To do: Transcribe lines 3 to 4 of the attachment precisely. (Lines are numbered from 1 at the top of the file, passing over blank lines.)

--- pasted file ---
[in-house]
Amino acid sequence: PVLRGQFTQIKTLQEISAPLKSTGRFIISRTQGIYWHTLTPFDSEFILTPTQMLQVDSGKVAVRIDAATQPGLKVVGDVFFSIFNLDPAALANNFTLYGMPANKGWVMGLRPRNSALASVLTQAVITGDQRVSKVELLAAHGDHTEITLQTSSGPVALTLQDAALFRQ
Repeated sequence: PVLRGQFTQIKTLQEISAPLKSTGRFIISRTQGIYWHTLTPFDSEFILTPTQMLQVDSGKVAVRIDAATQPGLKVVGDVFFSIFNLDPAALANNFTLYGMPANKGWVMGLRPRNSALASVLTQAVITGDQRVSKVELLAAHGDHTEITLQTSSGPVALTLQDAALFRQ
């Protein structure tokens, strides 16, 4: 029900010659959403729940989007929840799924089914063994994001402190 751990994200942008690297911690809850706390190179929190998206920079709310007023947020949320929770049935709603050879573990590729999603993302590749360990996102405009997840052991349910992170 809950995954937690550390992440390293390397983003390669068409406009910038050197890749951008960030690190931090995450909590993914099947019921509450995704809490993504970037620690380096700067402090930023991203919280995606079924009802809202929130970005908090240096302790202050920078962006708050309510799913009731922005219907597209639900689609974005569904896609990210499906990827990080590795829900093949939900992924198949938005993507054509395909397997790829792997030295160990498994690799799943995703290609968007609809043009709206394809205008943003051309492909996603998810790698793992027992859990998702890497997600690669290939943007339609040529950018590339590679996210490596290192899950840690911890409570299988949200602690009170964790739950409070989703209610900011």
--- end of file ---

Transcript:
Repeated sequence: PVLRGQFTQIKTLQEISAPLKSTGRFIISRTQGIYWHTLTPFDSEFILTPTQMLQVDSGKVAVRIDAATQPGLKVVGDVFFSIFNLDPAALANNFTLYGMPANKGWVMGLRPRNSALASVLTQAVITGDQRVSKVELLAAHGDHTEITLQTSSGPVALTLQDAALFRQ
């Protein structure tokens, strides 16, 4: 029900010659959403729940989007929840799924089914063994994001402190 751990994200942008690297911690809850706390190179929190998206920079709310007023947020949320929770049935709603050879573990590729999603993302590749360990996102405009997840052991349910992170 809950995954937690550390992440390293390397983003390669068409406009910038050197890749951008960030690190931090995450909590993914099947019921509450995704809490993504970037620690380096700067402090930023991203919280995606079924009802809202929130970005908090240096302790202050920078962006708050309510799913009731922005219907597209639900689609974005569904896609990210499906990827990080590795829900093949939900992924198949938005993507054509395909397997790829792997030295160990498994690799799943995703290609968007609809043009709206394809205008943003051309492909996603998810790698793992027992859990998702890497997600690669290939943007339609040529950018590339590679996210490596290192899950840690911890409570299988949200602690009170964790739950409070989703209610900011």